While concerns pertaining to hallucinations, bias, and copyright are among the most well-documented issues associated with LLMs, they are by no means the sole concerns. To name a few, LLMs encode sensitive information, produce undesirable or toxic outputs, and can be exploited by adversaries. Undoubtedly, LLMs excel at generating coherent and contextually relevant text and should certainly be leveraged to improve efficiency, among other benefits, in a multitude of tasks and scenarios.

Researchers are also working to address some of these issues, but how to best control model outputs remains an open research question, so existing LLMs are far from infallible. Their outputs should always be examined for accuracy, factuality, and potential biases. If you get an output that is just too good to be true, it should tingle your spider senses to exercise caution and scrutinize further. The responsibility lies with the users to validate and revise any text generated from LLMs, or as we like to say, generative AI: it’s your first draft, not the final.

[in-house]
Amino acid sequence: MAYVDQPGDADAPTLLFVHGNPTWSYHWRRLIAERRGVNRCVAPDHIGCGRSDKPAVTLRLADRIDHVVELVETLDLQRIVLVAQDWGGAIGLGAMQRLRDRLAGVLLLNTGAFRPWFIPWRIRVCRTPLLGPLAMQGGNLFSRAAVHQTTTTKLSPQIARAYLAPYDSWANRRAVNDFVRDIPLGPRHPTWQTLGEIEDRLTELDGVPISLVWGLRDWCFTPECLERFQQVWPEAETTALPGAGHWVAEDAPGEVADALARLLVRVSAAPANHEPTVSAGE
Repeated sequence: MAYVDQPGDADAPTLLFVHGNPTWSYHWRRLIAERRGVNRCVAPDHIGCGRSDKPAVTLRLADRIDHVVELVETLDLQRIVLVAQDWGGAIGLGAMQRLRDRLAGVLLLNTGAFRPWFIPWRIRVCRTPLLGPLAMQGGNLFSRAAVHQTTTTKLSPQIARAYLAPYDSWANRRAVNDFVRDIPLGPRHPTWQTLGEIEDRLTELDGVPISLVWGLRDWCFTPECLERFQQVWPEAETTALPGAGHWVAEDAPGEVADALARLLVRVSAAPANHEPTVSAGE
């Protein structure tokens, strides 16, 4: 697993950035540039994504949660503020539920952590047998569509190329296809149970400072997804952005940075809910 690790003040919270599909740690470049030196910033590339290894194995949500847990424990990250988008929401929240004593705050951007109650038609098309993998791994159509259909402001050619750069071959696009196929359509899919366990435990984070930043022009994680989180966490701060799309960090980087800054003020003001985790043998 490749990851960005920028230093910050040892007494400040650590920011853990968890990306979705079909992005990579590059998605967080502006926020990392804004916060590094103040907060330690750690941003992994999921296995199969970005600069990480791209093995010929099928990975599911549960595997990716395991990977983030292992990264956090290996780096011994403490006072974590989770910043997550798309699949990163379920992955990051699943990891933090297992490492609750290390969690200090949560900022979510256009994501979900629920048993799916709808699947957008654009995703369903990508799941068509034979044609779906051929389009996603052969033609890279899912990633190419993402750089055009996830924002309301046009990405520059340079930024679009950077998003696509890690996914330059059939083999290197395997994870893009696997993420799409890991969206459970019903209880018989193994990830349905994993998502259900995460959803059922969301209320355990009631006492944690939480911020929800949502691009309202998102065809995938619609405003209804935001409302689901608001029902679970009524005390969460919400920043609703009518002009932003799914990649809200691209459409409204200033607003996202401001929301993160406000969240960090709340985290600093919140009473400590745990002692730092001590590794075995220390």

Maggie Engler is an engineer and researcher currently working on safety for large language models. She focuses on applying data science and machine learning to abuses in the online ecosystem, and is a domain expert in cybersecurity and trust and safety. Maggie is a committed educator and communicator, teaching as an adjunct instructor at the University of Texas at Austin School of Information.

Numa Dhamani is an engineer and researcher working at the intersection of technology and society. She is a natural language processing expert with domain expertise in influence operations, security, and privacy. Numa has developed machine learning systems for Fortune 500 companies and social media platforms, as well as for start-ups and nonprofits. She has advised companies and organizations, served as the Principal Investigator on the United States Department of Defense’s research programs, and contributed to multiple international peer-reviewed journals.